Monday, February 24, 2014

Cymru am byth (Wales forever)

Every American knows that St Patrick's Day comes in March. Far fewer are aware of St David's Day (March 1), the national day of Wales. Both my father and mother had ancestors who were Welsh and — although I've only been to Wales twice — that ancestry has provided me with a certain unearned pride that grows the more I learn about the land. Today, on his blog, Sean Curnyn posts about the new release of a 1957 recording "Music from the Welsh Mines" by the Rhos Male Voice Choir. That site has links to various places where the music can be purchased. I've just ordered a copy but, since it will come from the UK, I won't have it by this weekend. Part of Curnyn's persuasive description:
.... Below is embedded a YouTube clip that has some samples from the old recording, but its availability should not deter anyone from buying the new release which is substantially cleaned-up and enhanced in terms of sound quality. ....

The clip...below features this Rhos Male Voice Choir singing the very poignant Welsh national anthem, “Mae Hen Wlad Fy Nhadau” (“Land of my Fathers”) followed by two liturgical hymns, “Ave Verum” and “Laudamus.” The fourth and final tune in the clip is “Myfanwy,” an old Welsh ballad of lost love, which, whenever I hear a fine rendition—as this one most certainly is—I am quite willing to declare is simply the most devastating song ever composed, in any language, by any human, anywhere. ....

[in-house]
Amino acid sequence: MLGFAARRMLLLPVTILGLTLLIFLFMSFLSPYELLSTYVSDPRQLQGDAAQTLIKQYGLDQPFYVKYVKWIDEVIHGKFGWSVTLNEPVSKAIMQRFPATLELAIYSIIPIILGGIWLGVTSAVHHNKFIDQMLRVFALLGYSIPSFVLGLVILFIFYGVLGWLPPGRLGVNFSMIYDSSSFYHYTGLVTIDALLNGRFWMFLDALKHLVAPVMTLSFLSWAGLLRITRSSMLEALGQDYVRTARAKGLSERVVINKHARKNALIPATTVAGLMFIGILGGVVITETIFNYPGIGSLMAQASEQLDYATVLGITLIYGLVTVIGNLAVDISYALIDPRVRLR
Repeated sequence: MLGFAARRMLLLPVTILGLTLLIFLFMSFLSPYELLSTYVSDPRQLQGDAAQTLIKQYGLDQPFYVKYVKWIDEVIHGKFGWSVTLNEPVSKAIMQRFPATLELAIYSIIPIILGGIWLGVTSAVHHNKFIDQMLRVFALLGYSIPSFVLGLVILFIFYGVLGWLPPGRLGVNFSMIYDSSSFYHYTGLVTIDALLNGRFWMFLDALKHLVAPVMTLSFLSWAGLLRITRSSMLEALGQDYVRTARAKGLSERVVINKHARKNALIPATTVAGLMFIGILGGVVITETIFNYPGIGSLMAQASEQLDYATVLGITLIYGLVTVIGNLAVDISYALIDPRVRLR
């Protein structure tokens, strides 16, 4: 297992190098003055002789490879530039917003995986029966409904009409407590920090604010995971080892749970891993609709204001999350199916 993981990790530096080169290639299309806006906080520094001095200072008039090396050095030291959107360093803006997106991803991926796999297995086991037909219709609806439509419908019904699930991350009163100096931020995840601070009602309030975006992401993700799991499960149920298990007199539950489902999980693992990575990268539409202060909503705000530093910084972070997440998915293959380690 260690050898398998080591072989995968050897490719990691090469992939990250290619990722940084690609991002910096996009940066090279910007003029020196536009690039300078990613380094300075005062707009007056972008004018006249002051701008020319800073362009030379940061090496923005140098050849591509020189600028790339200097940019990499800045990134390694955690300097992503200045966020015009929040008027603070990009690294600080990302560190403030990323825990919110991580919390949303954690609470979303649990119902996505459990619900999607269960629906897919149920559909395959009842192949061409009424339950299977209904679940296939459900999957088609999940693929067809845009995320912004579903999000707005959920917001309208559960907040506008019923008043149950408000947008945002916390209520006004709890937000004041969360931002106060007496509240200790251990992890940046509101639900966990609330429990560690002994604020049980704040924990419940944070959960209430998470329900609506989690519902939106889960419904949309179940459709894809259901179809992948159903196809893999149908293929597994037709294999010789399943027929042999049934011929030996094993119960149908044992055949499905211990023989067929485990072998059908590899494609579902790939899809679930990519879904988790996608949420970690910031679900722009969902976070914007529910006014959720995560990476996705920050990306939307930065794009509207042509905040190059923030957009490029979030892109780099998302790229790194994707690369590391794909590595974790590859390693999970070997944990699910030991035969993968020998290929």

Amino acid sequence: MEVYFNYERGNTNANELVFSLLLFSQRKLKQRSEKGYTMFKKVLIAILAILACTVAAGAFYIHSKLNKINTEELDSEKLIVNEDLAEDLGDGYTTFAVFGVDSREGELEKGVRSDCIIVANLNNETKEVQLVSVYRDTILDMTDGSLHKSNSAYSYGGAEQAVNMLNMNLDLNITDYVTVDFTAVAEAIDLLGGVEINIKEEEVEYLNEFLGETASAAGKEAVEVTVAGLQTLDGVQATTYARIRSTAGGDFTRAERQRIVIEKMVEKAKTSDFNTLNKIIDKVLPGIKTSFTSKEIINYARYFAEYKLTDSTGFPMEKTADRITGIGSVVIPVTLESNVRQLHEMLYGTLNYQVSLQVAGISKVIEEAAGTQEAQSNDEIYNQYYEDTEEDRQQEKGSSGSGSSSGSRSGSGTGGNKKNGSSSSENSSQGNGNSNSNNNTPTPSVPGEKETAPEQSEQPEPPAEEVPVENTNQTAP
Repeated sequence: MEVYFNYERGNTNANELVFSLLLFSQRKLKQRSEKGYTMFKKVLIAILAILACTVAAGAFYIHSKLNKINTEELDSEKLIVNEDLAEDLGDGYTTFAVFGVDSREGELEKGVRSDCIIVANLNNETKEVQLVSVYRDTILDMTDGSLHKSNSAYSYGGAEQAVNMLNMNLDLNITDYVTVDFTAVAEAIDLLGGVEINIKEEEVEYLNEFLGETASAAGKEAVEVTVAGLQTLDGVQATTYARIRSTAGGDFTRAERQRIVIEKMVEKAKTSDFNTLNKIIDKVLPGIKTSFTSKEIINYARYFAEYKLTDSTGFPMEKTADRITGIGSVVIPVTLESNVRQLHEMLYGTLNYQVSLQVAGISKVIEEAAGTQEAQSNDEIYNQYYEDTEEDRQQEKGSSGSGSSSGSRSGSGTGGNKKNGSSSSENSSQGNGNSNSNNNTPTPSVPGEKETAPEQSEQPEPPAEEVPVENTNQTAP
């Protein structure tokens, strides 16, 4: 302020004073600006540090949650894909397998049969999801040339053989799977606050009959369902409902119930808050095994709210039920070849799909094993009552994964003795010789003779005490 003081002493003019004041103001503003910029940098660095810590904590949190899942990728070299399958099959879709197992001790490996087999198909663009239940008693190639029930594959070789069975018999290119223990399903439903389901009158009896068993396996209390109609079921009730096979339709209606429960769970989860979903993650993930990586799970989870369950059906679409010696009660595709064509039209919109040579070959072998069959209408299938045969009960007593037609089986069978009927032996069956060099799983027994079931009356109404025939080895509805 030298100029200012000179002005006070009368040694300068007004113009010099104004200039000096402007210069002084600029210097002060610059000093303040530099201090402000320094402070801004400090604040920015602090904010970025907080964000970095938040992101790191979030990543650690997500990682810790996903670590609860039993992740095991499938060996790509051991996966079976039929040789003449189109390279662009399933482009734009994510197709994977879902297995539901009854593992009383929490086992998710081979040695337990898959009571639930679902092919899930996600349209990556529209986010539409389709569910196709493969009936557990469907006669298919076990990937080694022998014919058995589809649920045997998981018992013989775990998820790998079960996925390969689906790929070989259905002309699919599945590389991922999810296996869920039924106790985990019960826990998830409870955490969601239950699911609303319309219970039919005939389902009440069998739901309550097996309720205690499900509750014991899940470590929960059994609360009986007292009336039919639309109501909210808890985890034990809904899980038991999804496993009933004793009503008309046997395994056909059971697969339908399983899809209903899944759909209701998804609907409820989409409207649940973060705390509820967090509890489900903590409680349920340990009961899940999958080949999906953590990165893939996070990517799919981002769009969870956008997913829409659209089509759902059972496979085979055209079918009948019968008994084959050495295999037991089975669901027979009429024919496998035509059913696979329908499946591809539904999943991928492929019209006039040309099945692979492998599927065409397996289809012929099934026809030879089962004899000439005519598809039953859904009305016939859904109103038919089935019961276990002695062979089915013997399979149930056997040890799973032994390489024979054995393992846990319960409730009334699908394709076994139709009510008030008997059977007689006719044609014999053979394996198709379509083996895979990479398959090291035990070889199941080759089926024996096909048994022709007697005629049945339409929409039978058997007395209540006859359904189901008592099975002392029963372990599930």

Every track on the album is astounding in its way, including another Welsh love lament titled “Ar Doriad Dydd” (“On the break of day”), the exceedingly haunting rendition of the Welsh hymn “Tydi a Roddaist” (“O Lord, who gave the dawn its glow”), and about as affecting a musical performance of the 23rd Psalm (in English) as one need ever hear during one’s life on this old earth. ....


I will fly the Red Dragon on March 1st and I will probably watch A Run for Your Money (1949), one of my favorite movies involving the Welsh: a comedy, with Welsh singing and harp playing, and a very young Alec Guiness. Part of Wikipedia's plot summary:
Two Welsh coal miners from Hafoduwchbenceubwllymarchogcoch, David 'Dai Number 9' Jones (Donald Houston) and Thomas 'Twm' Jones (Meredith Edwards), win a contest run by the Echo newspaper.... The prize is 100 pounds each, plus the best seats for an important rugby union match between Wales and England at Twickenham. For the naive Welshmen, this is their first trip to England.

They are supposed to be met at Paddington station by Whimple (Alec Guinness), a gardening columnist on the paper, but they miss each other. ....
And I may watch Zulu, too, if only to hear them sing "Men of Harlech."


Music from the Welsh Mines – Rhos Male Voice Choir | The Cinch Review